Author: Mr. Fahim Masum
Story of a Saudi Arabian-born Bangladeshi who lives in Korea and is surrounded by more Internationals (a very, very diverse background)
My name is Fahim Masum. And I’m a foodie. It is basic human nature to consume food. And boy do I love consuming food. Whether you’re a foodie or not, you want to enjoy what you eat. Luckily for present and future Korean-goers, Korean dishes are very diverse and suit many different tastes.
In Korea, the main items in the common household diet are fish, eggs, and vegetables. Koreans eat healthy; they are one of the healthiest countries in the world, and obesity is observed in a very small minority of the population. If you’re a vegetarian or a vegan, Korea is food heaven. But as I had stated earlier, Korean cuisine is very diverse. Streets are lined with restaurants which serve all manner of dishes like ‘Bibimbap’, ‘KImbap’, and ‘Kimchi’ for vegetarians and meat lovers alike, and ‘Bulgogi’ and ‘Sogogi’ dishes for the carnivorous folk.
Being a Saudi Arabian-born Bangladeshi, I grew up eating a diet consisting largely of meat and spices. Since coming here, my diet is still mostly unchanged. Because I’m a Muslim, and since Korea has a very small percentage of Muslims, I had initially feared that I would be forced to drastically reduce my meat consumption. However, Korea has its fair share of ‘Halal’ sources, and with the country’s universities looking to internationalise more, I expect the number of ‘Halal’ food chains to increase in the near future.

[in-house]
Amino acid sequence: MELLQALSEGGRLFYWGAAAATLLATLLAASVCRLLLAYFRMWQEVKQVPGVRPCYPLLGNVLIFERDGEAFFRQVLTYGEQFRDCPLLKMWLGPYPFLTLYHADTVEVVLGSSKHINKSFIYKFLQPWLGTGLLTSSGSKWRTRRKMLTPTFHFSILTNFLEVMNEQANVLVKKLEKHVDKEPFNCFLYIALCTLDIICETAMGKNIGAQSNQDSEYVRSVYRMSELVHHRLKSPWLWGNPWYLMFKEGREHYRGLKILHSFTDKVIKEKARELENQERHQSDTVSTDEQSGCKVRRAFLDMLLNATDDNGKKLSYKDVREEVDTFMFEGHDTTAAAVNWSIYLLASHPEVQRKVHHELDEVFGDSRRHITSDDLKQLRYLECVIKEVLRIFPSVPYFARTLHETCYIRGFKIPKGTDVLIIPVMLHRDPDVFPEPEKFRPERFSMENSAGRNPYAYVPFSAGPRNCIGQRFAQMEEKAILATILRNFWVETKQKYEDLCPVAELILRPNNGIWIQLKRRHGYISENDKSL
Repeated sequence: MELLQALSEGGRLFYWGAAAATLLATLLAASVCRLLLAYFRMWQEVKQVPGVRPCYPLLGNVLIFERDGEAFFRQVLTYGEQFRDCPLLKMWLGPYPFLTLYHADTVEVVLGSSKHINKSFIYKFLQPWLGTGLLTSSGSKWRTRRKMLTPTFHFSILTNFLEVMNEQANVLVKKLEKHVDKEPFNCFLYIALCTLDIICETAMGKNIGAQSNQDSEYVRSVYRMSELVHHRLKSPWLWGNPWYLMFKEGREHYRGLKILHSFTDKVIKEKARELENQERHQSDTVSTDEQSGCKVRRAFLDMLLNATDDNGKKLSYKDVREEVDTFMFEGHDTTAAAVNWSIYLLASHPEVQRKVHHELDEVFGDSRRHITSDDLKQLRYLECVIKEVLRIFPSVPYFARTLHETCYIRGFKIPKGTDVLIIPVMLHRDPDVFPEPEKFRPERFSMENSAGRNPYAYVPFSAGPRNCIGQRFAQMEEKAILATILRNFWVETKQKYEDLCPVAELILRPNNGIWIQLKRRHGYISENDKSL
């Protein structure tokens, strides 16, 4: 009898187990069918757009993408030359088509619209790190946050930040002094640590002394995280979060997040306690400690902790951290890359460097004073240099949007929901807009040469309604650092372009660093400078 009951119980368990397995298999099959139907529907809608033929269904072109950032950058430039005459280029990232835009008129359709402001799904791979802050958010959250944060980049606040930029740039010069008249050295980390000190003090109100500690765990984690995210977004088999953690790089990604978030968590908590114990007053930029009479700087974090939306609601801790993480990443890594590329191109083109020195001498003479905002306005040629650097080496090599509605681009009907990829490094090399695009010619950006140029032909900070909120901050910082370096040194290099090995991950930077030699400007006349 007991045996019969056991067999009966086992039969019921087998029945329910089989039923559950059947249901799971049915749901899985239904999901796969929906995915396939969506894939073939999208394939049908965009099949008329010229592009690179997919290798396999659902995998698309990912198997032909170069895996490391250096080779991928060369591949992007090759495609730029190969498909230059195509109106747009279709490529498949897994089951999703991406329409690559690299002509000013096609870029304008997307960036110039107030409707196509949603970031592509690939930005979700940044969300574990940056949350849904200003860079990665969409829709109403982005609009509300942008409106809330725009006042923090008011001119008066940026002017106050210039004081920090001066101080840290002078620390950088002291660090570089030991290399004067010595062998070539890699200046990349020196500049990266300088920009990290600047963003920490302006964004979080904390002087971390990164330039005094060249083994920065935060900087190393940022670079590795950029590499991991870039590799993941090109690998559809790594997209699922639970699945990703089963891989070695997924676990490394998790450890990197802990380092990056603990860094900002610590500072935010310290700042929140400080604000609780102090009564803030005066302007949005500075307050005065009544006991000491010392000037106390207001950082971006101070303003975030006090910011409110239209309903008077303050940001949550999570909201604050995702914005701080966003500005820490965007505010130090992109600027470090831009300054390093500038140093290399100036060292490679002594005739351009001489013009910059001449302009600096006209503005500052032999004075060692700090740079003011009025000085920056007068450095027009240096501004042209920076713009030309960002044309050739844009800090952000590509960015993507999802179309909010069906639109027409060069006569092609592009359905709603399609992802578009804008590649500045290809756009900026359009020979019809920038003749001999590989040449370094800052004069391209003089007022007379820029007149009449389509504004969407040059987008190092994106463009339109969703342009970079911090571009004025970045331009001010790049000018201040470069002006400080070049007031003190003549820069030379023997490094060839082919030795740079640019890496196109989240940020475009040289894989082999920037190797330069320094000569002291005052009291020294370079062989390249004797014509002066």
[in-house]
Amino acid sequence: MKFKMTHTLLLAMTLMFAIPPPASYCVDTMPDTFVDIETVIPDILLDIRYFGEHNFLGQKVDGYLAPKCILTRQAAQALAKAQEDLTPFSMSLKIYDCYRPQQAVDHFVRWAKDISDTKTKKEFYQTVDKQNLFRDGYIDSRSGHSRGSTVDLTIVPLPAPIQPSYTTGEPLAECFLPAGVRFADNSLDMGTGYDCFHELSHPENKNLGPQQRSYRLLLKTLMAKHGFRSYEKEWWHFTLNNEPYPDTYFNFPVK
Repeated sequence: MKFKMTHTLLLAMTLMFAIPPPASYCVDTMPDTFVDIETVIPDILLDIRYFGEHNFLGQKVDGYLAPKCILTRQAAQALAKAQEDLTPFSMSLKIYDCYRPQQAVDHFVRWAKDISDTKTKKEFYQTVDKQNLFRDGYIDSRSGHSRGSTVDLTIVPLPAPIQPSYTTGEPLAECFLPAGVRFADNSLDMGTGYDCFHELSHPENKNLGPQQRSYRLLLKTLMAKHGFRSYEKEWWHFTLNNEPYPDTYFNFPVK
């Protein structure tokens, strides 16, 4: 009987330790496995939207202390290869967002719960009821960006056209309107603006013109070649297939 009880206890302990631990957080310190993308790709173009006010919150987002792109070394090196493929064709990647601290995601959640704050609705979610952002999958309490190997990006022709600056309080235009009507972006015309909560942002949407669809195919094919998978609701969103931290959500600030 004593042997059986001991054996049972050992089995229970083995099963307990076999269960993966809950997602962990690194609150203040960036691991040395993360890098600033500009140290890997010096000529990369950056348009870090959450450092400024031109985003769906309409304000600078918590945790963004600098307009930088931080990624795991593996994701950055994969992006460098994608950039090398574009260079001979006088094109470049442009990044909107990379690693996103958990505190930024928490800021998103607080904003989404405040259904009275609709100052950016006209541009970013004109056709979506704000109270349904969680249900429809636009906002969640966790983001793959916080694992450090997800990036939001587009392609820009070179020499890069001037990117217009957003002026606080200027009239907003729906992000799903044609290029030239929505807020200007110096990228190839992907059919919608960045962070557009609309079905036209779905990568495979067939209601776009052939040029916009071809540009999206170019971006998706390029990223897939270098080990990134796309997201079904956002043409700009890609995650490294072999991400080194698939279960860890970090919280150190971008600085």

Finally, in Korea, even the universal student meal item, ramen (or ‘Ramyon’ as they call it here), has a lot of different flavours to choose from. And they’re extremely inexpensive, so if you’re ever looking for a cheap but tasteful meal, look no further than your nearest convenience store and grab a ‘Ramyon’.
So here’s a recap of my second chapter; it doesn’t matter if you’re Muslim or Hindu, or a vegetarian or meat eater. In Korea, you’ll have all manners of food items to choose from. And most of those items are quite healthy as well. If you’re leaving home for the first time and coming to Korea, you can at least be at peace knowing that the food will be the least of your problems.
End of PART 2. Hope you enjoyed the read!
Disclaimer: This article was submitted by Mr. Fahim Masum for Write for KISA programme. The views and opinions expressed in this article are those of the authors and do not necessarily reflect the official policy or position of KAIST International Students Association (KISA). For more details visit the Write for KISA page.Read More